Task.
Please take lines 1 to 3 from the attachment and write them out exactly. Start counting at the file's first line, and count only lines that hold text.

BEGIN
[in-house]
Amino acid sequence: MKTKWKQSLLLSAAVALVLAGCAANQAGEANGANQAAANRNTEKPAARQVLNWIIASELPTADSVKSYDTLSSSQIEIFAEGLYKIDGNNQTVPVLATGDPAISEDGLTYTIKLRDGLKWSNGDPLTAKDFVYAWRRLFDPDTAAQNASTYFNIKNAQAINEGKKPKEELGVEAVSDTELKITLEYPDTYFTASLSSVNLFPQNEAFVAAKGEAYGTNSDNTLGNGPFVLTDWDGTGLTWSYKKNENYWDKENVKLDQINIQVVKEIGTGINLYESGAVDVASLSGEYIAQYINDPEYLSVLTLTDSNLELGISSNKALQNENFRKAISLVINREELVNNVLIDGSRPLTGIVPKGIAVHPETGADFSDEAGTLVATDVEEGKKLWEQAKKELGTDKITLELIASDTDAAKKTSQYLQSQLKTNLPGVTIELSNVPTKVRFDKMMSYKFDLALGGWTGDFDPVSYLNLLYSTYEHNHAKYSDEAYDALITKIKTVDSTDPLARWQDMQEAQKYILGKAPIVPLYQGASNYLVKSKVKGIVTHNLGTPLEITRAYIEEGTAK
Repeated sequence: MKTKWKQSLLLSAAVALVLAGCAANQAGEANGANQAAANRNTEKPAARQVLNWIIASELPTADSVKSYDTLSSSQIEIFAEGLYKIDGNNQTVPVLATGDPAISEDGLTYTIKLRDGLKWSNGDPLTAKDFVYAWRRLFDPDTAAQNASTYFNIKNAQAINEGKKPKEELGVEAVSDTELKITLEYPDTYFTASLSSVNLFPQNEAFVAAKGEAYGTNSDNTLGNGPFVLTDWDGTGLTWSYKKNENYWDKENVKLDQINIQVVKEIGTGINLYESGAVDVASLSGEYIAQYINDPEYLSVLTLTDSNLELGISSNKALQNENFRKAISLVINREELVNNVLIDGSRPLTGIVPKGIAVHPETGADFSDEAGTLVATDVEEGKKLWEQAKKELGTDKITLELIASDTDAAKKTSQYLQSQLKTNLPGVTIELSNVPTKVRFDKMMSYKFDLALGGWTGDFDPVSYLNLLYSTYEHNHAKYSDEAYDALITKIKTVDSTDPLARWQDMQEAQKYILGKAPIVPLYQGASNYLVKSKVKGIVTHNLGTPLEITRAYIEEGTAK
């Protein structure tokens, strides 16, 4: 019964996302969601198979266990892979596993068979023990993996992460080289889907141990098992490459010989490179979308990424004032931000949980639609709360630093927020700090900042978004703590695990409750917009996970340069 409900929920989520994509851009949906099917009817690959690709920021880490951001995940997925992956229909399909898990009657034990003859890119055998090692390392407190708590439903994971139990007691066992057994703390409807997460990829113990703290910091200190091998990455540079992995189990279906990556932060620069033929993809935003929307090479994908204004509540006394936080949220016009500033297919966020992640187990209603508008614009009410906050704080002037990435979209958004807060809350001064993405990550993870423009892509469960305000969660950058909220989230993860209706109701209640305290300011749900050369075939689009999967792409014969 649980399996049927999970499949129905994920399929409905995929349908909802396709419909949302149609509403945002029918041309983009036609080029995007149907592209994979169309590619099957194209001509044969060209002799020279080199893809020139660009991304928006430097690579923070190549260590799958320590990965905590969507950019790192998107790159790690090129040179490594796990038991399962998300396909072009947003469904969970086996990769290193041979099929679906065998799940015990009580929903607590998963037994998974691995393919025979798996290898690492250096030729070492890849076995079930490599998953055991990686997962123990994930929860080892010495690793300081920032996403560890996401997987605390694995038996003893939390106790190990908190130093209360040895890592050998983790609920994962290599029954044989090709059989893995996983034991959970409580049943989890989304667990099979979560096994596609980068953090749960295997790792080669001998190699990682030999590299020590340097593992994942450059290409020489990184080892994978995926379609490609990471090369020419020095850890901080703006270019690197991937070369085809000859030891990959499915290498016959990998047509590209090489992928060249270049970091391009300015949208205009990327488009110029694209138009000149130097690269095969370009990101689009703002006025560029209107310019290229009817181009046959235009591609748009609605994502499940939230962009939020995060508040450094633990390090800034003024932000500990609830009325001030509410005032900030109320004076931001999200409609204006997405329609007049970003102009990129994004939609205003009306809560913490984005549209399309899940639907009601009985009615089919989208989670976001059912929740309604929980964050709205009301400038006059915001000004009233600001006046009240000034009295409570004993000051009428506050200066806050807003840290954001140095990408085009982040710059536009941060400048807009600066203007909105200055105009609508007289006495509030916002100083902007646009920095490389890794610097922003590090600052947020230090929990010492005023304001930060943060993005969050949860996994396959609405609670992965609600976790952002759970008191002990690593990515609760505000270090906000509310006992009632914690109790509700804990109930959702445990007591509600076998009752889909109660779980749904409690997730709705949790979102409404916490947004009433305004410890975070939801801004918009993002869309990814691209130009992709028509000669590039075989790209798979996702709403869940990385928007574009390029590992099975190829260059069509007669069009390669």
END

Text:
[in-house]
Amino acid sequence: MKTKWKQSLLLSAAVALVLAGCAANQAGEANGANQAAANRNTEKPAARQVLNWIIASELPTADSVKSYDTLSSSQIEIFAEGLYKIDGNNQTVPVLATGDPAISEDGLTYTIKLRDGLKWSNGDPLTAKDFVYAWRRLFDPDTAAQNASTYFNIKNAQAINEGKKPKEELGVEAVSDTELKITLEYPDTYFTASLSSVNLFPQNEAFVAAKGEAYGTNSDNTLGNGPFVLTDWDGTGLTWSYKKNENYWDKENVKLDQINIQVVKEIGTGINLYESGAVDVASLSGEYIAQYINDPEYLSVLTLTDSNLELGISSNKALQNENFRKAISLVINREELVNNVLIDGSRPLTGIVPKGIAVHPETGADFSDEAGTLVATDVEEGKKLWEQAKKELGTDKITLELIASDTDAAKKTSQYLQSQLKTNLPGVTIELSNVPTKVRFDKMMSYKFDLALGGWTGDFDPVSYLNLLYSTYEHNHAKYSDEAYDALITKIKTVDSTDPLARWQDMQEAQKYILGKAPIVPLYQGASNYLVKSKVKGIVTHNLGTPLEITRAYIEEGTAK
Repeated sequence: MKTKWKQSLLLSAAVALVLAGCAANQAGEANGANQAAANRNTEKPAARQVLNWIIASELPTADSVKSYDTLSSSQIEIFAEGLYKIDGNNQTVPVLATGDPAISEDGLTYTIKLRDGLKWSNGDPLTAKDFVYAWRRLFDPDTAAQNASTYFNIKNAQAINEGKKPKEELGVEAVSDTELKITLEYPDTYFTASLSSVNLFPQNEAFVAAKGEAYGTNSDNTLGNGPFVLTDWDGTGLTWSYKKNENYWDKENVKLDQINIQVVKEIGTGINLYESGAVDVASLSGEYIAQYINDPEYLSVLTLTDSNLELGISSNKALQNENFRKAISLVINREELVNNVLIDGSRPLTGIVPKGIAVHPETGADFSDEAGTLVATDVEEGKKLWEQAKKELGTDKITLELIASDTDAAKKTSQYLQSQLKTNLPGVTIELSNVPTKVRFDKMMSYKFDLALGGWTGDFDPVSYLNLLYSTYEHNHAKYSDEAYDALITKIKTVDSTDPLARWQDMQEAQKYILGKAPIVPLYQGASNYLVKSKVKGIVTHNLGTPLEITRAYIEEGTAK